By Paul Bedard, Washington Whispers
Leon Panetta today became the 19th director of the CIA. During a swearing in ceremony for the oldest-ever director, he noted that it's been a good week for the elderly. To a small group of CIA biggies in his seventh-floor office, the 70-year-old Panetta got a load of laughs when he said: "I noticed in the press that they said I'm the oldest director to take charge of the CIA. But I would remind you that the 'Best Dog in Show' this year at the annual Westminster Kennel Club show was a dog that was 10 years old. So, I come here as the best dog in show." He also issued a letter, printed below, to staffers in which he pledged to keep the agency independent of bias.
A Message from Director Panetta
With great pride and honor, I took the oath of office today to become Director of the Central Intelligence Agency. Pride because it gives me another opportunity to serve the nation. Honor because I will lead a great organization that is on the front line of preserving our national security.
When President Obama asked if I would accept this assignment, he said he wanted someone he could trust, who was independent, and who would call them as he sees them. Throughout my 40-year career in government, I have made it a point to speak honestly to my colleagues, my coworkers, my constituents, and my President. I hope that we can speak honestly to each other and to those we serve.
At its best, intelligence gives our government the clearest possible picture of the world as it is. At its heart, intelligence is the solid base on which our country acts to build the world as it should be. It is a profession of risk, of courage, and of integrity. It is a calling for the dedicated, those who find reward not in public acclaim, but in silent duty.
CIA holds a special place in American intelligence. Free of policy bias, it reports, analyzes, and informs. Its officers tackle the toughest national security problems. With unique authorities and capabilities, it acts boldly to change threats overseas into opportunities. It has a proud tradition of skill, bravery, and technical innovation. I will uphold our Agency's commitment to stand by the law and the Constitution, to build trust with the Congress through vigorous oversight, and to promote effective partnerships inside and outside the Intelligence Community.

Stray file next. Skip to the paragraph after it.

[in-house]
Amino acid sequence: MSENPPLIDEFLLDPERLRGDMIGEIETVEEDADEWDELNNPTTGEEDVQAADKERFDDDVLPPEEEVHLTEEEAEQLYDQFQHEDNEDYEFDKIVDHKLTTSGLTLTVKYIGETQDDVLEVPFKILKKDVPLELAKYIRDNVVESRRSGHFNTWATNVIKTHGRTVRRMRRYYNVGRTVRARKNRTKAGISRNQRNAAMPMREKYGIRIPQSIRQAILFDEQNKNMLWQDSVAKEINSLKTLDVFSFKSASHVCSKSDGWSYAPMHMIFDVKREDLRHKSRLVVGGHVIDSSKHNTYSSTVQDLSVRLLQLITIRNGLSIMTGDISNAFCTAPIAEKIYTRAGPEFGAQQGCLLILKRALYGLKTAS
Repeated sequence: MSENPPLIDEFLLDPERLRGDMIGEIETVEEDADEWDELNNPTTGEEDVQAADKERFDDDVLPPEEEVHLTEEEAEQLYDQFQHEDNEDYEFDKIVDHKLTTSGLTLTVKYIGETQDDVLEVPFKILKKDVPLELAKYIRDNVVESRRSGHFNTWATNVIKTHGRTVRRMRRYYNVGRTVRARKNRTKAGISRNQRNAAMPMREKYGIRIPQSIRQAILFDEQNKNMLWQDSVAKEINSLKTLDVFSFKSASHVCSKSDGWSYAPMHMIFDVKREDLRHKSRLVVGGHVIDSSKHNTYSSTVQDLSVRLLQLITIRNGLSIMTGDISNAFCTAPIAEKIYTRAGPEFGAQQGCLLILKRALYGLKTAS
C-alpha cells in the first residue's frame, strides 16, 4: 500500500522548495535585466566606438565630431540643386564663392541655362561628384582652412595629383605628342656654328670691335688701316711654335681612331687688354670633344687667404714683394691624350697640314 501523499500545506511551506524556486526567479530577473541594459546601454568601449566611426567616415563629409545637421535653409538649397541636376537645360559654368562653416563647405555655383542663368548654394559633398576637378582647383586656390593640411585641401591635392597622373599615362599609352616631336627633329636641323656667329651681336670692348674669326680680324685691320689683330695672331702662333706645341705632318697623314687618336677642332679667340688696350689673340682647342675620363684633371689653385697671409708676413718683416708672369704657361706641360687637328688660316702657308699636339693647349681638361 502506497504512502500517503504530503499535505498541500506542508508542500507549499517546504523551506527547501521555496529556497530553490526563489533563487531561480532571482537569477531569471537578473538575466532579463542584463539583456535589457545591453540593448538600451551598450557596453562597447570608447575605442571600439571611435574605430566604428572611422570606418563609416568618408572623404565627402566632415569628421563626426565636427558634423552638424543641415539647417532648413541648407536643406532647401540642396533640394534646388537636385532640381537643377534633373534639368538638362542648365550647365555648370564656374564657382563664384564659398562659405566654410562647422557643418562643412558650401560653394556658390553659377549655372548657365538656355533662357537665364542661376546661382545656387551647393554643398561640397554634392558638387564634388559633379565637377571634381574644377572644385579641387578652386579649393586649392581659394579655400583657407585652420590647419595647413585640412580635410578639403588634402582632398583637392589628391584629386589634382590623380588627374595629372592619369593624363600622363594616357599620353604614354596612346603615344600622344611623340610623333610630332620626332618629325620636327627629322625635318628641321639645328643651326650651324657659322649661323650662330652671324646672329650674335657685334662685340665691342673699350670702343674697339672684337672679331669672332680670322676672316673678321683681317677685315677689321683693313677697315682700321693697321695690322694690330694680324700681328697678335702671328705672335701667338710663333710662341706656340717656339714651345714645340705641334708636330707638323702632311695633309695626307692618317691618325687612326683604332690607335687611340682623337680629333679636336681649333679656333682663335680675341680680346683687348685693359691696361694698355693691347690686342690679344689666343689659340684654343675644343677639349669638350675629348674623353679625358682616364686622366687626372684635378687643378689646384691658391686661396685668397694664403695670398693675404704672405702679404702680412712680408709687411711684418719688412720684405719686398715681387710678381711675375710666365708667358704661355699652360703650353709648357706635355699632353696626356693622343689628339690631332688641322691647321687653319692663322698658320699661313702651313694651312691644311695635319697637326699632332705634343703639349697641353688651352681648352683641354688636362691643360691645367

Since my nomination, I have begun to see the Agency as it is now. This is a strong organization, and I commend Mike Hayden for improving its performance and morale through his leadership and patriotism. The challenge is to build on that success by continuing to shape CIA's role in protecting the nation, a job we must always do with absolute integrity. It will be my task to ensure that we are equipped and prepared for the demands of today and tomorrow.
In making decisions, I will count on the expertise of CIA professionals, starting with Steve Kappes, who has agreed to continue as Deputy Director. He embodies the Agency spirit of service before self. That clear and noble principle must guide the actions all of us take, from the Seventh Floor to the smallest, most distant base.
CIA is called to do great things for our country—advance its interests, promote its values, oppose its enemies, and aid its allies. I look forward to working with all of you to make our mission America's hope for a better and safer tomorrow.
Leon E. Panetta
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